Tuesday, October 16, 2007
I had the great good fortune of meeting up with my aunt M and her partner M (M&M) for dinner at Broder’s in Minneapolis Sunday night, on my way to a business meeting the next morning. (And yeah, the butternut squash ravioli in a sage butter sauce topped with spiced walnuts was pretty much out of this world. Did I mention the sage butter sauce? Yeah. Blast off.)
I’ve been feeling so lonesome for family out here in the Midwest, and a little bit silly for forgetting that my aunt was right next door, but that’s been remedied, and it’s been *so good* to catch up and hang out and talk about things that matter with someone whose life intersects mine in one of those Venn diagram kind of ways -- shared family, places, and passions; different perspectives, variable angles, always illuminating.
The theme that we kept circling around over dinner like Io around Jupiter was the courage it takes to be yourself -- really really really be yourself.
M (my adopted aunt M, M’s partner) shared a story of a friend of hers who came out late in life. Prior to summoning the courage to leave her ultra-conservative husband and embrace what she knew to be true about herself, she wrote a little note and carried it in her shoe. I don’t recall the exact language, but the gist was declarative, something like: “I’m actually interested in women.”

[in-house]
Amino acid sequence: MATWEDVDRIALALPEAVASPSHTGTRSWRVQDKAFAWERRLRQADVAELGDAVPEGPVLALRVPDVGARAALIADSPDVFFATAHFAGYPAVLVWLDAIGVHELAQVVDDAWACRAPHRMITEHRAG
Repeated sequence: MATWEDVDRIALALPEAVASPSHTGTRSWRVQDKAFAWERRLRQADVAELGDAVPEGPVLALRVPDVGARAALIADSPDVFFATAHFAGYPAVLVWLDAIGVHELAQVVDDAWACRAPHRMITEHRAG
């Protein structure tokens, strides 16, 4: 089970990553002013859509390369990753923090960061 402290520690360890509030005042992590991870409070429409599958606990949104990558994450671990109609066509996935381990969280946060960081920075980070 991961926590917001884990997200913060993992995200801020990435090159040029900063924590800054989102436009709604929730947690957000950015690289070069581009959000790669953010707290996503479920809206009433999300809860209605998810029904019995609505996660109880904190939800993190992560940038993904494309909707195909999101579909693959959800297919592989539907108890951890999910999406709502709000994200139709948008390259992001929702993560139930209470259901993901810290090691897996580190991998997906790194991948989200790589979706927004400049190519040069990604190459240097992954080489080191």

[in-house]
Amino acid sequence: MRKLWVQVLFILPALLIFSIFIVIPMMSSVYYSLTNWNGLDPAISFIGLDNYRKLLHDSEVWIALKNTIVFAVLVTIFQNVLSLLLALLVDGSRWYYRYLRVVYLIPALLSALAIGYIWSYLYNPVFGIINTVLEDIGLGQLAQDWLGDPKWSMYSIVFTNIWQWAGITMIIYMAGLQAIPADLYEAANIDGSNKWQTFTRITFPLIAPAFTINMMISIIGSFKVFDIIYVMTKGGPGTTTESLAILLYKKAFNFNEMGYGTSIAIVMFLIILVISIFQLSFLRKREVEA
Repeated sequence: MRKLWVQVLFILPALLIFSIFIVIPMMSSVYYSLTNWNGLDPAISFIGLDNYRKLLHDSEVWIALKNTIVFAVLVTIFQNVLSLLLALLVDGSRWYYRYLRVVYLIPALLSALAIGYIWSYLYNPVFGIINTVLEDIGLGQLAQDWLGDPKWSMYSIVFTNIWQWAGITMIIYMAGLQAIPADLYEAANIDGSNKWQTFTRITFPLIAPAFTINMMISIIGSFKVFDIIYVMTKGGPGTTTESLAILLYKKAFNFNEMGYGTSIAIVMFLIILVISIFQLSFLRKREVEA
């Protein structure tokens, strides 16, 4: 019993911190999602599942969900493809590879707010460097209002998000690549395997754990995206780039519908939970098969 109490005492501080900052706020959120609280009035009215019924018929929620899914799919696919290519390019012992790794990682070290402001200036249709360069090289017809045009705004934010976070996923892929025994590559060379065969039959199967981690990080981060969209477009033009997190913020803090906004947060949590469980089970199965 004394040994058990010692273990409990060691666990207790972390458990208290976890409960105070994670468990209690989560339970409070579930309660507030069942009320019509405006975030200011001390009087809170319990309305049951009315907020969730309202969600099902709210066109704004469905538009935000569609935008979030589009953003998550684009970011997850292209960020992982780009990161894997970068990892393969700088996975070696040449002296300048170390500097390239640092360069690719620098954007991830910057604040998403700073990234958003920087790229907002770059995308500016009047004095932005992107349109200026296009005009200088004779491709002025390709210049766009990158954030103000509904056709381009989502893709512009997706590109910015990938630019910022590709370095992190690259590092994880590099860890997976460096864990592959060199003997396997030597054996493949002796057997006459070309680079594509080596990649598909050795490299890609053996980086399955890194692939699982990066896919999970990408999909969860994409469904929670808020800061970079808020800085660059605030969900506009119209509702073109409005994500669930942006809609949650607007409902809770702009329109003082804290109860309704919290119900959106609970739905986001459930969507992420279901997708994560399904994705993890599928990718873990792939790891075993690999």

She wanted it to be there, so that it would be found in case she died while living the life she found herself constrained in. A life that was not entirely true to who she knew herself to be. A life that imprisoned her.
In case she died, she wanted people -- anyone, “Goodwill even”, M said -- to know: “This is who I really am.”
And she carried it, wore it, walked on it daily. In her shoe.
Hearing the story leveled me. Living like that. Knowing what you needed to do. The silent calling out, hidden from everyone else, until you’ve summoned the courage to live out loud. And then, finally: doing it.
Without the payoff the story’s a tragedy. A scrap of paper that falls to the floor at the Goodwill.
With the payoff it’s just right.
Makes me wonder about the messages I've hidden in my own shoe.